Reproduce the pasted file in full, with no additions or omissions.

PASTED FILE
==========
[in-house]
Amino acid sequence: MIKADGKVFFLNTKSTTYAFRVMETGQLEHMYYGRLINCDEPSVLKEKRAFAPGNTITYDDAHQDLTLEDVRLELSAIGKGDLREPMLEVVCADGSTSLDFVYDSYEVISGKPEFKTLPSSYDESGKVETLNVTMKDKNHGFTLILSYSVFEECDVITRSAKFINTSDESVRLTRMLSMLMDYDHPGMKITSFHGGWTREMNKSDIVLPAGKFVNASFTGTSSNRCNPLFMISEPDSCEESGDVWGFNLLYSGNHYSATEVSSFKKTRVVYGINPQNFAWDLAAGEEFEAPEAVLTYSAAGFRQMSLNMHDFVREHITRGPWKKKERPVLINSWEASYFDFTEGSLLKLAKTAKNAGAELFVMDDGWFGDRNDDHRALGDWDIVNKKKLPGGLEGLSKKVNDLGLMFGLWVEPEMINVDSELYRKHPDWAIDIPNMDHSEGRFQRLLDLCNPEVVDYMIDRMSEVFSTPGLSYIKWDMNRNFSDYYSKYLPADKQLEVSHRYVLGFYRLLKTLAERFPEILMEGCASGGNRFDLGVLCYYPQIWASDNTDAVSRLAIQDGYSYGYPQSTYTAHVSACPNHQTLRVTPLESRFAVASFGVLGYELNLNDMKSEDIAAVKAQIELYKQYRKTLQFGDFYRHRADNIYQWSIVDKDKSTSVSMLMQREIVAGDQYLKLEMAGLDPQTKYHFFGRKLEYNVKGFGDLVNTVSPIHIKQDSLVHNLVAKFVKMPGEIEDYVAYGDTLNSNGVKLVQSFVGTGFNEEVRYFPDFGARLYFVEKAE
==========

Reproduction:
[in-house]
Amino acid sequence: MIKADGKVFFLNTKSTTYAFRVMETGQLEHMYYGRLINCDEPSVLKEKRAFAPGNTITYDDAHQDLTLEDVRLELSAIGKGDLREPMLEVVCADGSTSLDFVYDSYEVISGKPEFKTLPSSYDESGKVETLNVTMKDKNHGFTLILSYSVFEECDVITRSAKFINTSDESVRLTRMLSMLMDYDHPGMKITSFHGGWTREMNKSDIVLPAGKFVNASFTGTSSNRCNPLFMISEPDSCEESGDVWGFNLLYSGNHYSATEVSSFKKTRVVYGINPQNFAWDLAAGEEFEAPEAVLTYSAAGFRQMSLNMHDFVREHITRGPWKKKERPVLINSWEASYFDFTEGSLLKLAKTAKNAGAELFVMDDGWFGDRNDDHRALGDWDIVNKKKLPGGLEGLSKKVNDLGLMFGLWVEPEMINVDSELYRKHPDWAIDIPNMDHSEGRFQRLLDLCNPEVVDYMIDRMSEVFSTPGLSYIKWDMNRNFSDYYSKYLPADKQLEVSHRYVLGFYRLLKTLAERFPEILMEGCASGGNRFDLGVLCYYPQIWASDNTDAVSRLAIQDGYSYGYPQSTYTAHVSACPNHQTLRVTPLESRFAVASFGVLGYELNLNDMKSEDIAAVKAQIELYKQYRKTLQFGDFYRHRADNIYQWSIVDKDKSTSVSMLMQREIVAGDQYLKLEMAGLDPQTKYHFFGRKLEYNVKGFGDLVNTVSPIHIKQDSLVHNLVAKFVKMPGEIEDYVAYGDTLNSNGVKLVQSFVGTGFNEEVRYFPDFGARLYFVEKAE